Over the past several years, the U.S. government transformed the country’s health system through the Affordable Care Act (ACA)—a paradigm shift that enabled the government to implement value-based care and purchasing programs, improving patient outcomes, supporting healthier populations, and creating new avenues for cost savings.
Value-based care, or “pay for performance” care, encourages healthcare services that improve individual and population health outcomes while discouraging those that don’t. It links payments for services with quality for patients, rewarding providers for improved care delivery that can lower medical spending and improve health outcomes.
The push toward value-based care allowed the Centers for Medicare & Medicaid Services (CMS) to implement payment reforms on the basis of value. The Trump administration, while distancing itself from the more salient features of the ACA, ultimately continued to build on that effort around programs such as the Medicare Shared Savings Program. There is every indication that President Biden and his team will continue to emphasize the push toward value-based care over the next four years.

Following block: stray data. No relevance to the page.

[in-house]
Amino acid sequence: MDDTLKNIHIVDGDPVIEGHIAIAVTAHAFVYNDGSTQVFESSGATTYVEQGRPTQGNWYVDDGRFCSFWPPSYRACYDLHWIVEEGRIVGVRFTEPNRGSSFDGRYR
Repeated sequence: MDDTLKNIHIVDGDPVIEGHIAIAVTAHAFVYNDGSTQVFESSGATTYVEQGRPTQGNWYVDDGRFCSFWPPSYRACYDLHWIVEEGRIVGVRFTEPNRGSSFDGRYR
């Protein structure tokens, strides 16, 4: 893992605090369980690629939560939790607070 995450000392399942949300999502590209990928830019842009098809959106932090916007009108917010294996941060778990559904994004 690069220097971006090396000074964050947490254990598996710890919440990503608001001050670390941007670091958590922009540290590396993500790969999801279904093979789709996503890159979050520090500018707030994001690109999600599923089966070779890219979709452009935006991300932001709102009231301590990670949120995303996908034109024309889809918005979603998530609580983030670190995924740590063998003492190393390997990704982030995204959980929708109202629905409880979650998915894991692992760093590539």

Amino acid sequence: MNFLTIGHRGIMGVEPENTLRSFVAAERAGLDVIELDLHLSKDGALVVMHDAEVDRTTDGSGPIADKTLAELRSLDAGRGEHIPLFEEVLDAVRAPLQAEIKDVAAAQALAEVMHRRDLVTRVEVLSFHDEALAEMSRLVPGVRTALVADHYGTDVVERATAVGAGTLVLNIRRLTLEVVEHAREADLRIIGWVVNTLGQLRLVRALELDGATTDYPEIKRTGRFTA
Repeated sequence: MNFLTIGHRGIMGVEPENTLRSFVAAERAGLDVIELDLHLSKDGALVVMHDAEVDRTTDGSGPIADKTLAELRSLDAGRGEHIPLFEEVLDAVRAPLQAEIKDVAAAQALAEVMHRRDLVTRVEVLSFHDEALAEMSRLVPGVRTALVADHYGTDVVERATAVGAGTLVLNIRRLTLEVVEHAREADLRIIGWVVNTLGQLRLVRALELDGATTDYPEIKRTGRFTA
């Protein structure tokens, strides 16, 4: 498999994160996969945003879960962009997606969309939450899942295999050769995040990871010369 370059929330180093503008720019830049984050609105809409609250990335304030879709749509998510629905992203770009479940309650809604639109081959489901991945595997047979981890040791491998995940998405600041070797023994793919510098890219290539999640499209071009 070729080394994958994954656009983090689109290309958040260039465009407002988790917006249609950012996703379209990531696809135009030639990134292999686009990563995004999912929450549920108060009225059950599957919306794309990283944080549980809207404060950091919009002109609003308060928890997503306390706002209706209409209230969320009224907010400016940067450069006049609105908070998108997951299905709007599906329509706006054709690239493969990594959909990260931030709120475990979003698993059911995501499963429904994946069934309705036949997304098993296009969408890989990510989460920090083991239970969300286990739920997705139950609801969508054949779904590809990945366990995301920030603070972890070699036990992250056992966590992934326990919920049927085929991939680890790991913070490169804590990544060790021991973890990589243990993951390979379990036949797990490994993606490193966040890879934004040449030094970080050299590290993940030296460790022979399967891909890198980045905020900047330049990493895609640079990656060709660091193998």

The federal government has an opportunity to build on lessons learned over the past decade and during the pandemic to improve value-based care requirements, enabling better access to care for rural and underserved communities, coordination of care, prevention, expanded telehealth, and innovative treatments and care delivery protocols. Other desired outcomes include greater support for home health services, patient engagement, and satisfaction in care for patients and providers.
Adjusting Metrics To Reflect What Works